• Rogers: Lectures based on Halliday, Resnick and Walker’sFundamentals of Physics, Copyright 2005 by Wiley and Sons On-axis electric field due to an electric dipole (cont) => use 2 terms of binomial theorem Ch22-15/39 On-axis electric field due to an electric dipole (cont) Electric dipole moment p of the dipole. It is a vector quantity Magnitude is product qd [units C-m] Directed from negative to positive end of the dipole. Eqn holds only for distant points on the axis of the dipole. E for a dipole varies as 1/r3 for all distant points, even off the axis (not proven here) Direction of E on axis is same as p when outside charges. Ch22-16/39Material, including many figures, is used with permission of John Wiley and Sons, Inc.Material is not to be further distributed in any format and is subject to CopyrightProtection. 8
• Rogers: Lectures based on Halliday, Resnick and Walker’sFundamentals of Physics, Copyright 2005 by Wiley and Sons Why do we care about electric dipoles? Many molecules have an electric dipole moment, eg water. The relative location of the atoms was based on the work of physicist Gerhard Herzberg who worked at NRC on Sussex Drive from 1948 to 1994. He won the Nobel prize for chemistry in 1971. The 10 electrons stay on the oxygen side more often => net -ve charge on oxygen side net +ve side on hydrogen side => dipole moment with direction as shown. Ch22-17/39 Electric field due to a line(ring) of charge Think of charge as continuous rather than discrete (an approximation, but a very good one). Convenient to talk of a charge density. Linear charge density λ (charge per unit length)- SI unit: coulomb/meter. We consider a thin ring of radius R with a uniform +ve λ on an insulator. What is electric field E at point P on the axis? Think of ring as a series of point charges dq = λ ds where ds is the length of a differential element of ring Ch22-18/39Material, including many figures, is used with permission of John Wiley and Sons, Inc.Material is not to be further distributed in any format and is subject to CopyrightProtection. 9
• Rogers: Lectures based on Halliday, Resnick and Walker’sFundamentals of Physics, Copyright 2005 by Wiley and Sons Electric field due to a line(ring) of charge (cont) Magnitude of electric field due to dq? Rewrite from the geometry dE is at θ to the axis=> 2 components. Key idea: perpendicular points all cancel by symmetry consideration. Consider dEcosθ. Ch22-19/39 Electric field due to a line(ring) of charge (cont) By definition Distant limit? z>>R i.e. looks like a point What happens for z=0? E=0 Ch22-20/39Material, including many figures, is used with permission of John Wiley and Sons, Inc.Material is not to be further distributed in any format and is subject to CopyrightProtection. 10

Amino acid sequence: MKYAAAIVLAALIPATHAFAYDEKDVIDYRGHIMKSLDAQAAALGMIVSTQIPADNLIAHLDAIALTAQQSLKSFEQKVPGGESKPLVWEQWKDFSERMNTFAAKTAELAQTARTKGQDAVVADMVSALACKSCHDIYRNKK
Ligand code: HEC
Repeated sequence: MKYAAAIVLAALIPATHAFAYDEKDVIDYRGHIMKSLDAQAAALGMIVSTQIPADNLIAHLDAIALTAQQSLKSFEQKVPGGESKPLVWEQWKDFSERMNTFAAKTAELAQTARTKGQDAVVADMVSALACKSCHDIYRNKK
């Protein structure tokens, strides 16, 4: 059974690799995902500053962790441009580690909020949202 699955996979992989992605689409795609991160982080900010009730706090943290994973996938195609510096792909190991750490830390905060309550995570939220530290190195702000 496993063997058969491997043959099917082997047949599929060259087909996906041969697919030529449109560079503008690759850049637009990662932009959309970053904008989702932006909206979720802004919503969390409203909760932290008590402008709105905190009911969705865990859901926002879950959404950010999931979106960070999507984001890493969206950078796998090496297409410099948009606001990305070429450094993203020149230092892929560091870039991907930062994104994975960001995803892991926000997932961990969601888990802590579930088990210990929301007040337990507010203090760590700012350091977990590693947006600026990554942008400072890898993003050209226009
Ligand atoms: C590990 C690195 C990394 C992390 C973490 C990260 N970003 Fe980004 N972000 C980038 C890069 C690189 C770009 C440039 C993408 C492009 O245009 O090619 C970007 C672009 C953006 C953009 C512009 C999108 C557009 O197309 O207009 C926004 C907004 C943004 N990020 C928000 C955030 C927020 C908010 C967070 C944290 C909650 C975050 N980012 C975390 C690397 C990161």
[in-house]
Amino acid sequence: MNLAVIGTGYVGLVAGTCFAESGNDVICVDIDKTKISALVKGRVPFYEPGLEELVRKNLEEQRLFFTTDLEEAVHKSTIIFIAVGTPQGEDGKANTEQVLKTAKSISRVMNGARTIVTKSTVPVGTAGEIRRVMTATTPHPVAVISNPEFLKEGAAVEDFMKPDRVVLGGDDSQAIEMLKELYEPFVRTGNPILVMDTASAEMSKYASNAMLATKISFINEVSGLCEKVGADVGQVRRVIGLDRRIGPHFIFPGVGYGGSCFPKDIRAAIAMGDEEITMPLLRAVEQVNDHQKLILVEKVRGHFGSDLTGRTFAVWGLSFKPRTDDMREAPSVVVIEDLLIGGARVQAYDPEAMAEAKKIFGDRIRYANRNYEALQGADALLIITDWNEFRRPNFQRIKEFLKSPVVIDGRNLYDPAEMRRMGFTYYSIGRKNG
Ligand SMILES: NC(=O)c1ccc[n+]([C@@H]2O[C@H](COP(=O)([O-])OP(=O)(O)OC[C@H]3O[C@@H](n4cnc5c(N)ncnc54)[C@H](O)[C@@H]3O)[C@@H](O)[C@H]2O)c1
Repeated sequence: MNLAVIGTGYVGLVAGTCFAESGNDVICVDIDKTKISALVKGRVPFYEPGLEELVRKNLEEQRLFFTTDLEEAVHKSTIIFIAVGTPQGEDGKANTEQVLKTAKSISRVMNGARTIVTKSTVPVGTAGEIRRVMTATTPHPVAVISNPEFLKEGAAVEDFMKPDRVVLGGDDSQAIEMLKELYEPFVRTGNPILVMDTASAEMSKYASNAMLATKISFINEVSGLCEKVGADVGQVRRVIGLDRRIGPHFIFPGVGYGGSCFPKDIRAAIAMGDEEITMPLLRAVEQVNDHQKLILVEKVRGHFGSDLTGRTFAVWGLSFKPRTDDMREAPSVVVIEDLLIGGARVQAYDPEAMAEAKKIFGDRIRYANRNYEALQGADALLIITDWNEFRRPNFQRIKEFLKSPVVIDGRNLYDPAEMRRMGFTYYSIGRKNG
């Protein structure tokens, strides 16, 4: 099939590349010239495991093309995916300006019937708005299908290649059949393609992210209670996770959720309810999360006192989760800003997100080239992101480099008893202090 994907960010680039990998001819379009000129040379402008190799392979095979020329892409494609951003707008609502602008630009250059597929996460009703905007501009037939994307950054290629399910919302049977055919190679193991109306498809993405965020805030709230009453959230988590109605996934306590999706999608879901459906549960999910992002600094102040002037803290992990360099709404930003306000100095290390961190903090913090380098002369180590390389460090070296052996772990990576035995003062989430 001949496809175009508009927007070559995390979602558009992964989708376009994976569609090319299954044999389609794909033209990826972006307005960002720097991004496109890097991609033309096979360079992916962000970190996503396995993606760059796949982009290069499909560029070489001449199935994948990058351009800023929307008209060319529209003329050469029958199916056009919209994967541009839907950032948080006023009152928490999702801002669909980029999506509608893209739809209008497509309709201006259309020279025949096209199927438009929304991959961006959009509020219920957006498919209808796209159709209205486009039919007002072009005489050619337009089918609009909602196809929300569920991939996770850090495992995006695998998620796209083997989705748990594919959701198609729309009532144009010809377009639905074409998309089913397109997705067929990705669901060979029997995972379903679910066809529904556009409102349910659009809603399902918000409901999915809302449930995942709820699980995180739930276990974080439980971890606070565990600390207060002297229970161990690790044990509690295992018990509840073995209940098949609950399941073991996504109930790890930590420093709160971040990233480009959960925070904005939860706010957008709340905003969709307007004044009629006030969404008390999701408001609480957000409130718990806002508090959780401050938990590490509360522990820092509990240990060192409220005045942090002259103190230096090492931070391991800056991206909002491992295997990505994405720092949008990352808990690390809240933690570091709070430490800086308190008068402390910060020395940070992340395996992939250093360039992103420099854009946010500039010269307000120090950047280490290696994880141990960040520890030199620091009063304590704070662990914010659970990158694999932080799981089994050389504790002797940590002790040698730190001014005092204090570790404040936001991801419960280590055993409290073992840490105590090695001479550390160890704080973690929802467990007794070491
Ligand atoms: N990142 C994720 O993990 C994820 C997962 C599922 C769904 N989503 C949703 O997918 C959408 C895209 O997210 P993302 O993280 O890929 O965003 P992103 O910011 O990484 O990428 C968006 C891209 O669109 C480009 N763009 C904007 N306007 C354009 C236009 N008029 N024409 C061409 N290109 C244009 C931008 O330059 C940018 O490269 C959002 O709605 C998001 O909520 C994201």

• Rogers: Lectures based on Halliday, Resnick and Walker’sFundamentals of Physics, Copyright 2005 by Wiley and Sons Sample problem 22-4 What is the electric field at point P due to an insulting rod of charge -Q? Key ideas: - y components cancel by symmetry considerations. - integrate over length of arc using Be sure to understand it. This question or equivalent is on every exam Ch22-21/39 A field guide for lines of charge (p590) Summarizes in 6 steps the tactics to be used. Basically outlines the steps we took with the ring of charge calculation. 1) determine length element ds (=r dθ or dx usually) 2) relate dq to ds (dq=λds usually) 3) relate dE to dq using 4) consider symmetry and look for cancellations of components or entire parts of the field. Add all of the non-cancelling components by integration 5) take constants outside the integral and reduce the integrals to being over a single variable 6) use integration limits that give a +ve result, and relate λ to total charge if possible. Ch22-22/39Material, including many figures, is used with permission of John Wiley and Sons, Inc.Material is not to be further distributed in any format and is subject to CopyrightProtection. 11
• Rogers: Lectures based on Halliday, Resnick and Walker’sFundamentals of Physics, Copyright 2005 by Wiley and Sons Questions Uniform charge of Q along top half and same on bottom half, but opposite signs. What is the direction of the net electric field at point P? Up, down, left, right, other (specify)? Hint: symmetry is important. Ch22-23/39 Questions Uniform charge of Q along top half and same on bottom half, but opposite signs. What is the direction of the net electric field at point P? Ans: Electric field is up since x components cancel because of opposite charges Up, down, left, right, other (specify)? Hint: symmetry is important. Ch22-24/39Material, including many figures, is used with permission of John Wiley and Sons, Inc.Material is not to be further distributed in any format and is subject to CopyrightProtection. 12
• Rogers: Lectures based on Halliday, Resnick and Walker’sFundamentals of Physics, Copyright 2005 by Wiley and Sons Questions Uniform charge of Q along straight rod. What is the direction of the net electric field at point P? Up, down, left, right, other (specify)? Ch22-25/39 Questions Uniform charge of Q along straight rod. What is the direction of the net electric field at point P? Ans: E field is to right since y components cancel thru symmetry Up, down, left, right, other (specify)? Ch22-26/39Material, including many figures, is used with permission of John Wiley and Sons, Inc.Material is not to be further distributed in any format and is subject to CopyrightProtection. 13
• Rogers: Lectures based on Halliday, Resnick and Walker’sFundamentals of Physics, Copyright 2005 by Wiley and Sons Questions Two non-conducting rods. Uniform charge of Q along top half and same on bottom half, but varying signs. What is the direction of the net electric field at point P? Up, down, left, right, other (specify)? Ch22-27/39 Questions Two non-conducting rods. Uniform charge of Q along top half and same on bottom half, but varying signs. What is the direction of the net electric field at point P? Ans: E field is down since x-components cancel because of opposite charges Up, down, left, right, other (specify)? Ch22-28/39Material, including many figures, is used with permission of John Wiley and Sons, Inc.Material is not to be further distributed in any format and is subject to CopyrightProtection. 14